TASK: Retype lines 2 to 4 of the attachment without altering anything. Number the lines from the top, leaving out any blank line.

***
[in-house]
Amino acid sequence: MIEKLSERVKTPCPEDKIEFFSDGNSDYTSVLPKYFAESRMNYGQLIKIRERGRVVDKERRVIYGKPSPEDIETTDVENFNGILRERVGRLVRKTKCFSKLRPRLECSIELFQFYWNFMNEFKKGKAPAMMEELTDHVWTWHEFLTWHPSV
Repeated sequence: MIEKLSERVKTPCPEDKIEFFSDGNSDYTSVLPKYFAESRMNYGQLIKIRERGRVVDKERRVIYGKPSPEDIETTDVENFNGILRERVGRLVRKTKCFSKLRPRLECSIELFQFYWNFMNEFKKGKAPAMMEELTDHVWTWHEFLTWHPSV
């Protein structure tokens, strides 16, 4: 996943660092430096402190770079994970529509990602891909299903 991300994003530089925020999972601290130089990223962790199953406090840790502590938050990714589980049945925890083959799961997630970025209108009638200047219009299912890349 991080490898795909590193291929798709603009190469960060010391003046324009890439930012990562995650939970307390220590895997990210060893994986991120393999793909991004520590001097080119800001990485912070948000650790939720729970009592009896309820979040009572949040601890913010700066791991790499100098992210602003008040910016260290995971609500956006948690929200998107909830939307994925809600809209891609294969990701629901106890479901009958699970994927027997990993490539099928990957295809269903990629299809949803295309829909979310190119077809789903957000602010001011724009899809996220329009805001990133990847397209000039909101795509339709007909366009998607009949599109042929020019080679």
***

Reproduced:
Amino acid sequence: MIEKLSERVKTPCPEDKIEFFSDGNSDYTSVLPKYFAESRMNYGQLIKIRERGRVVDKERRVIYGKPSPEDIETTDVENFNGILRERVGRLVRKTKCFSKLRPRLECSIELFQFYWNFMNEFKKGKAPAMMEELTDHVWTWHEFLTWHPSV
Repeated sequence: MIEKLSERVKTPCPEDKIEFFSDGNSDYTSVLPKYFAESRMNYGQLIKIRERGRVVDKERRVIYGKPSPEDIETTDVENFNGILRERVGRLVRKTKCFSKLRPRLECSIELFQFYWNFMNEFKKGKAPAMMEELTDHVWTWHEFLTWHPSV
């Protein structure tokens, strides 16, 4: 996943660092430096402190770079994970529509990602891909299903 991300994003530089925020999972601290130089990223962790199953406090840790502590938050990714589980049945925890083959799961997630970025209108009638200047219009299912890349 991080490898795909590193291929798709603009190469960060010391003046324009890439930012990562995650939970307390220590895997990210060893994986991120393999793909991004520590001097080119800001990485912070948000650790939720729970009592009896309820979040009572949040601890913010700066791991790499100098992210602003008040910016260290995971609500956006948690929200998107909830939307994925809600809209891609294969990701629901106890479901009958699970994927027997990993490539099928990957295809269903990629299809949803295309829909979310190119077809789903957000602010001011724009899809996220329009805001990133990847397209000039909101795509339709007909366009998607009949599109042929020019080679």